Tolkien Gateway

Talk:Gandalf

(Difference between revisions)
m
Line 1: Line 1:
 
I started a powers and abilities section, since we already have one for [[Saruman]].  It could probably use review and expansion. --[[User:Ted C|Ted C]] 13:24, 24 October 2006 (CDT)
 
I started a powers and abilities section, since we already have one for [[Saruman]].  It could probably use review and expansion. --[[User:Ted C|Ted C]] 13:24, 24 October 2006 (CDT)
 +
 +
==Narya==
  
 
I think it is likely that Gandalf gained his power over fire when he got Narya, the elven ring. Remember that it was called the Ring of Fire?
 
I think it is likely that Gandalf gained his power over fire when he got Narya, the elven ring. Remember that it was called the Ring of Fire?
 +
 +
:I doubt it.  Remember that the Istari were not to use their powers to dominate.  Gandalf seemed to have no power over fire ("I cannot burn snow"), though he implemented it.  I believe that the words of [[Círdan]] tell us the most:
 +
 +
{{quote|. . . For this is the Ring of Fire, and with it you may rekindle hearts in a world that grows chill. . .|[[Appendix B]]}}
 +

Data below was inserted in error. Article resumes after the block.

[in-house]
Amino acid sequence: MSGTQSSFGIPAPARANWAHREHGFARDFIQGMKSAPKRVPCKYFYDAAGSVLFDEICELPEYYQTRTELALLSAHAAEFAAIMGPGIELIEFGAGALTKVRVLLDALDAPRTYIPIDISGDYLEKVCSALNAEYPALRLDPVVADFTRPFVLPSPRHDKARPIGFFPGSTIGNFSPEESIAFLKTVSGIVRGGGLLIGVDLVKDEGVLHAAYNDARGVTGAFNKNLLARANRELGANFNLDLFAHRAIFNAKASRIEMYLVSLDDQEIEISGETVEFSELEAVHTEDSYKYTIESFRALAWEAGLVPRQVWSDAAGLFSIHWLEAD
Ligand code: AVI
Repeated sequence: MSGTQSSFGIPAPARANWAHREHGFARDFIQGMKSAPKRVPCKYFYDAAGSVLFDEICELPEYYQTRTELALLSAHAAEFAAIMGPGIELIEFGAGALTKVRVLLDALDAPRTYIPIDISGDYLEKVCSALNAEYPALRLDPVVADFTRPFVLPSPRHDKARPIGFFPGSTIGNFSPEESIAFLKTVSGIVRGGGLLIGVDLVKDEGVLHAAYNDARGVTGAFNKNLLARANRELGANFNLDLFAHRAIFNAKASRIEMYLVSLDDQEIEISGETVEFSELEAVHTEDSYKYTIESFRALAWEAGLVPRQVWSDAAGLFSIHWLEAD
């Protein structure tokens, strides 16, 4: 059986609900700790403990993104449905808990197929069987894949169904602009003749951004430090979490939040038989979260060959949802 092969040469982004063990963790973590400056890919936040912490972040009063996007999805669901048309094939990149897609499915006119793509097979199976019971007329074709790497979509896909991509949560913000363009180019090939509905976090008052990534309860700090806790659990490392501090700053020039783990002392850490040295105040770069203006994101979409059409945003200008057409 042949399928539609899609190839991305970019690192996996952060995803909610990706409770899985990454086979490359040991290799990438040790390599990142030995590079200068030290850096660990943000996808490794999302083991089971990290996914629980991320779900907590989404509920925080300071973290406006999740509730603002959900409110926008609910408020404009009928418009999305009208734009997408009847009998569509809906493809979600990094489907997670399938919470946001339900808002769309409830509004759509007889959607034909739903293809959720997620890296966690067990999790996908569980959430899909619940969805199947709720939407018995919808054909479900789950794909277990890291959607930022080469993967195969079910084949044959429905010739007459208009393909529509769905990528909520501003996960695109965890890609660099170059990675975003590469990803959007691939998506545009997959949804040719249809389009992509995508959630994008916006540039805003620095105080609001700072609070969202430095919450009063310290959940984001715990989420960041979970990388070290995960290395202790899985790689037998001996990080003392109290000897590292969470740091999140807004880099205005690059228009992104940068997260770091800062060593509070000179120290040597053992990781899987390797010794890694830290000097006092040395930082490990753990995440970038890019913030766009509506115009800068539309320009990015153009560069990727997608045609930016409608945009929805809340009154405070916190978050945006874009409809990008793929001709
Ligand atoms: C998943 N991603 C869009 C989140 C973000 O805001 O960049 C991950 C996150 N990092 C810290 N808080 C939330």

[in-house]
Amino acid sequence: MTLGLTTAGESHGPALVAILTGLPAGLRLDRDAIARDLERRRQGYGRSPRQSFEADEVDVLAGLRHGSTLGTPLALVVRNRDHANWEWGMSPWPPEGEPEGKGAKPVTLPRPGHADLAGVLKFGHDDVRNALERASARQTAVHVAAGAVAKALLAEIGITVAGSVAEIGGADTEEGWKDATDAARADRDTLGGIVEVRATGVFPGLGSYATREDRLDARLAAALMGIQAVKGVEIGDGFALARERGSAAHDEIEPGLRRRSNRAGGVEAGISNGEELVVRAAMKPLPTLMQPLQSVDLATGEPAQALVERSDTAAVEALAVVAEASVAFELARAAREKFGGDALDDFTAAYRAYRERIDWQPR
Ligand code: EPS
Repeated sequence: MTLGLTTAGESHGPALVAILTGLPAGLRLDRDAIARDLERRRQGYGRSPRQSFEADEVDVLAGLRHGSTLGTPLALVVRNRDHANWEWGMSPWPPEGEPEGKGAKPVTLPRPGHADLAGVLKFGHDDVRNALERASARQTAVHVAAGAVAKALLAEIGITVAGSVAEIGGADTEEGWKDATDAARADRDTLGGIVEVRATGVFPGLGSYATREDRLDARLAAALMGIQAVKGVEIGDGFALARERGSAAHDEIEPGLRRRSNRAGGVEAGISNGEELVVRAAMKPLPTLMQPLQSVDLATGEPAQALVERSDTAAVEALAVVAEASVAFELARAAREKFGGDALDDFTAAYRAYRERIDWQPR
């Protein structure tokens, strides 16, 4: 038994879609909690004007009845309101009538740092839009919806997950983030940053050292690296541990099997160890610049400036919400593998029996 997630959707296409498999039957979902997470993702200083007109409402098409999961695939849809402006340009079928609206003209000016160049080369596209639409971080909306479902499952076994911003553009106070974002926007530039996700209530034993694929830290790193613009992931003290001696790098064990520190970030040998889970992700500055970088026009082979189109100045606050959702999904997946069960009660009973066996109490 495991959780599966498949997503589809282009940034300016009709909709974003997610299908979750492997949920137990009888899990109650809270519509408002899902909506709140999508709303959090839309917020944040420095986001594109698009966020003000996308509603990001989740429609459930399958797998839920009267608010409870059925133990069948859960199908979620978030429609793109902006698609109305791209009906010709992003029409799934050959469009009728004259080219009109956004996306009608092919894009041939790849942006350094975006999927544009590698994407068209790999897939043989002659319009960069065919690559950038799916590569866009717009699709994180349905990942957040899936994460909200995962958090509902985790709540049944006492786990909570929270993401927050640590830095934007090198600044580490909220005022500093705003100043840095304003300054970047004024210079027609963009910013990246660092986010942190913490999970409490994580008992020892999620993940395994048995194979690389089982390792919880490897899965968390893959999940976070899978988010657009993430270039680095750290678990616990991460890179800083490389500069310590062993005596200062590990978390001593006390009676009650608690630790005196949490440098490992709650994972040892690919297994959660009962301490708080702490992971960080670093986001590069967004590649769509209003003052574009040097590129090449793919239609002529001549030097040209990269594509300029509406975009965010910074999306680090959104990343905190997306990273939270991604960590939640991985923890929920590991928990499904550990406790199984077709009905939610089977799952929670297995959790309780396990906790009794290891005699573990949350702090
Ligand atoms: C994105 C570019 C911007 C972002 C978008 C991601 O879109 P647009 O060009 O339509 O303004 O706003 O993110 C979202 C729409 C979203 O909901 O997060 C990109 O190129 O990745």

+
:Therefore I believe we can assume that the Ring was used to strengthen his purpose: to "kindle the hearts", even as he did to [[Théoden]].  There was an interesting thread in the Barrow-downs discussion forum about this very point, but I can't remember where it is.  I'll post a link if I can. --[[User:Narfil Palùrfalas|Narfil Palùrfalas]] 13:05, 15 December 2006 (EST)

Revision as of 18:05, 15 December 2006

I started a powers and abilities section, since we already have one for Saruman. It could probably use review and expansion. --Ted C 13:24, 24 October 2006 (CDT)

Narya

I think it is likely that Gandalf gained his power over fire when he got Narya, the elven ring. Remember that it was called the Ring of Fire?

I doubt it. Remember that the Istari were not to use their powers to dominate. Gandalf seemed to have no power over fire ("I cannot burn snow"), though he implemented it. I believe that the words of Círdan tell us the most:
". . . For this is the Ring of Fire, and with it you may rekindle hearts in a world that grows chill. . ."
Appendix B
Therefore I believe we can assume that the Ring was used to strengthen his purpose: to "kindle the hearts", even as he did to Théoden. There was an interesting thread in the Barrow-downs discussion forum about this very point, but I can't remember where it is. I'll post a link if I can. --Narfil Palùrfalas 13:05, 15 December 2006 (EST)